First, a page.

Korea. Does not want that place blowing up and having millions of


people flooding over its border. Katie, baby boomer drinkers on the


Telegraph. Interesting story. The irresponsible behaviour of the over


50s. Why are you looking at me! I am not. That was my little joke. We


were discussing whether to name and shame our parents. The gin and


tonics at five o'clock. It means you learn from them. I learned from the


best, my parents. I rudely interrupted. Risky drinking is down,


apart from the over 50s and they say the people visiting hospitals the


most, not necessarily with alcoholism, but problems related to


drinking a lot of this group. At the same time, they have probably


reached retirement, a perfect time to have a drink. They do not have


mortgages for their big houses. And with their triple lock, they are


laughing! Seriously, we are seeing an incidence of high levels of


drinking going down in other age groups. This is the group where it


seems to go up. Official figures show a trebling of alcohol-related


admissions among those between 55 and 74. Iron age group that is


getting to the point where eventually -- it is an age group


where other health complications will kick in. And hike alcohol


consumption will not be helpful. The front page of the Daily Mail, the


anniversary of the death of Princess Diana. The Princes moment daddy told


's mum was dead. The express and the Mirror have this story from a BBC


documentary that is being aired on Sunday. I guess it is trying to


redress the balance. Prince Charles came out as the bad guy in the days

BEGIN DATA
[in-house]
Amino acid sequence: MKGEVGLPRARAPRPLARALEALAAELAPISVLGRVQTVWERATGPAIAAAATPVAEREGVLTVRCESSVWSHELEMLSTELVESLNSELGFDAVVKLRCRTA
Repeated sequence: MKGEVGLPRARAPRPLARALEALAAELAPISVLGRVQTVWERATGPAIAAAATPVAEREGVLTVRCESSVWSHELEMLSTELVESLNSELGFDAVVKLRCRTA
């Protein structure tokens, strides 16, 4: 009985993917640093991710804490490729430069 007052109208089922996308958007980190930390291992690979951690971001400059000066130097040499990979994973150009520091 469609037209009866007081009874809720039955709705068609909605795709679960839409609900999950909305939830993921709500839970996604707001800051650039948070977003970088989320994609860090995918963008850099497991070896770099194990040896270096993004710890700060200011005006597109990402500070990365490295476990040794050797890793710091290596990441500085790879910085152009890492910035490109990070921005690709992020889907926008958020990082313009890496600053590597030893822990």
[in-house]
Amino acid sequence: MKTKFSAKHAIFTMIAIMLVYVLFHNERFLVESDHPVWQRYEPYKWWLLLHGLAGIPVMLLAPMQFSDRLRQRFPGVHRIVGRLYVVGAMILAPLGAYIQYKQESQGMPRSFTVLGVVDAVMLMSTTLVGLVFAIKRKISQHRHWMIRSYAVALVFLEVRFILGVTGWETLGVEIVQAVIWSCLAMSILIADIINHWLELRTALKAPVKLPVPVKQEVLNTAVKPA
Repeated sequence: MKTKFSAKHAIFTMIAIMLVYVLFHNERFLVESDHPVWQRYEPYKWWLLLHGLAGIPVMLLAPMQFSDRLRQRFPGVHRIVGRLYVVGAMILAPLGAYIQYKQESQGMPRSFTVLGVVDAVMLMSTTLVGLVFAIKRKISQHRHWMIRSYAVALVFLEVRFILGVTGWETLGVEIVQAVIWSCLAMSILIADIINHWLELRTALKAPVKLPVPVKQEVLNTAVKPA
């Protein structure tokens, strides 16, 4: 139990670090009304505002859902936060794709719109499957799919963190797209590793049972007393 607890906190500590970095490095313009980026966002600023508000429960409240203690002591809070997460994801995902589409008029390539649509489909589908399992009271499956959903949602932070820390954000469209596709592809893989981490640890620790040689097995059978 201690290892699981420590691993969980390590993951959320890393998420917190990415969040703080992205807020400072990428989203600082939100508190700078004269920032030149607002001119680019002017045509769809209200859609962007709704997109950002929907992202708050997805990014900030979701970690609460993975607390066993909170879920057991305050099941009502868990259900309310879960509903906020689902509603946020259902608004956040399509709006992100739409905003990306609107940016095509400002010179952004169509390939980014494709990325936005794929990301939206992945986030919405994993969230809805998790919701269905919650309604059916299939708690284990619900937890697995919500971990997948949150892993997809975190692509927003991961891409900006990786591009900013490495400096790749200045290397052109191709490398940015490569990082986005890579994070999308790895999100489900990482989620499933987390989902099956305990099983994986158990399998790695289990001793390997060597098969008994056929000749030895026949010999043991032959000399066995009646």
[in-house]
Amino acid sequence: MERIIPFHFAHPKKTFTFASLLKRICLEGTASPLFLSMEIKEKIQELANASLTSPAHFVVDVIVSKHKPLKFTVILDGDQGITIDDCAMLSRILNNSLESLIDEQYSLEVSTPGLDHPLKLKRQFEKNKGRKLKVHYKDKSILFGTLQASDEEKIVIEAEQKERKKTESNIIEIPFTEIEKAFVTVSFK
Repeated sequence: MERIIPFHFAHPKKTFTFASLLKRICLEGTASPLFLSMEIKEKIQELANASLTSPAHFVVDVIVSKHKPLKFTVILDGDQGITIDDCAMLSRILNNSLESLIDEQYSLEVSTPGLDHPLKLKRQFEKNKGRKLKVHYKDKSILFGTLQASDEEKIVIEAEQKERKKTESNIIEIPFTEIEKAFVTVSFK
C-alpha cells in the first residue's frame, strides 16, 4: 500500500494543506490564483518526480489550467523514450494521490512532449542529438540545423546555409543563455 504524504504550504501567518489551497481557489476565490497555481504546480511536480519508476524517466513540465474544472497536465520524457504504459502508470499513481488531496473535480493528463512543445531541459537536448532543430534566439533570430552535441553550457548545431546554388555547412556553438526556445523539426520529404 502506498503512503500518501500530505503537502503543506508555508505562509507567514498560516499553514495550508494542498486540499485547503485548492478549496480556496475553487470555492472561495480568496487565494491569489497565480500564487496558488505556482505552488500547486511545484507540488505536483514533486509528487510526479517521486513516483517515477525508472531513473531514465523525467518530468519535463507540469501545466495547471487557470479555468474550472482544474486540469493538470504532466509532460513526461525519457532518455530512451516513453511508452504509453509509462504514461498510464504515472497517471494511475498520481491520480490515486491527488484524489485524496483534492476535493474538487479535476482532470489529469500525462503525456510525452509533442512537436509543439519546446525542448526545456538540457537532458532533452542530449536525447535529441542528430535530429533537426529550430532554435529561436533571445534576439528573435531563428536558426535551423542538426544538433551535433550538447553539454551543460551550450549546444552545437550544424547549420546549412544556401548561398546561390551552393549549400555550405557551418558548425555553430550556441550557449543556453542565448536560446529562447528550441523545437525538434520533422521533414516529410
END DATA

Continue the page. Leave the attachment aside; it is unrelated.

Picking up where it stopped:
after and years after Diana's death. But in terms of whether the infamous


photo the Mirror has on the front page, hours after the boys were told


their mother had died they were dragged to a church service in


Balmoral and sat through a sermon from the minister that did not even


mention their mother. There was a feeling the father possibly should


not have put them through that. They have not spoken much about their


father's support for them and this BBC documentary, in it they did and


revealed he had been hugely supportive and obviously cares for


them deeply. We saw the battle between both sides in the Royal


Court, the Diana and Charles sighed, when she was alive, we are almost


seeing it play out 20 years later. He was more to blame and fault? We


saw in the Channel 4 documentary which way that was slant it. This


perhaps is a way of redressing things. It is interesting with the


anniversary we have had more of this coverage and I think Prince Charles


has been painted in a negative light. An interesting intervention


from his sons. It comes when polls show that the public mood is dipping


slightly towards Prince Charles. If the public could, they might push


Prince William forward and it might be now that public opinion will go


up, to show there was a more human side to him. The Financial Times,


vanilla crisis puts the posh ice cream market in a while. This is a


story on the scale of the shocking avocado overpriced, how will the


middle classes coke? Of a few weeks ago. We are talking first world


problems. There is a posh London ice cream chain, which I have to say I


have been known to frequent. There is a branch near me which has had to


take vanilla off the menu because the vanilla crop from Madagascar has


been hit by a cyclone and this year the price of vanilla is excessively


high and these ice cream parlours cannot survive. If you like Mr


Wimpy, you will be all right, but not the real thing. If you want to


slum it, it is Mr -- Mr Whippy. But the farmers are making more money,


so there is a plus. It is good to have you here. Thanks to you both.


That is it, thank you to our guests and to you for watching.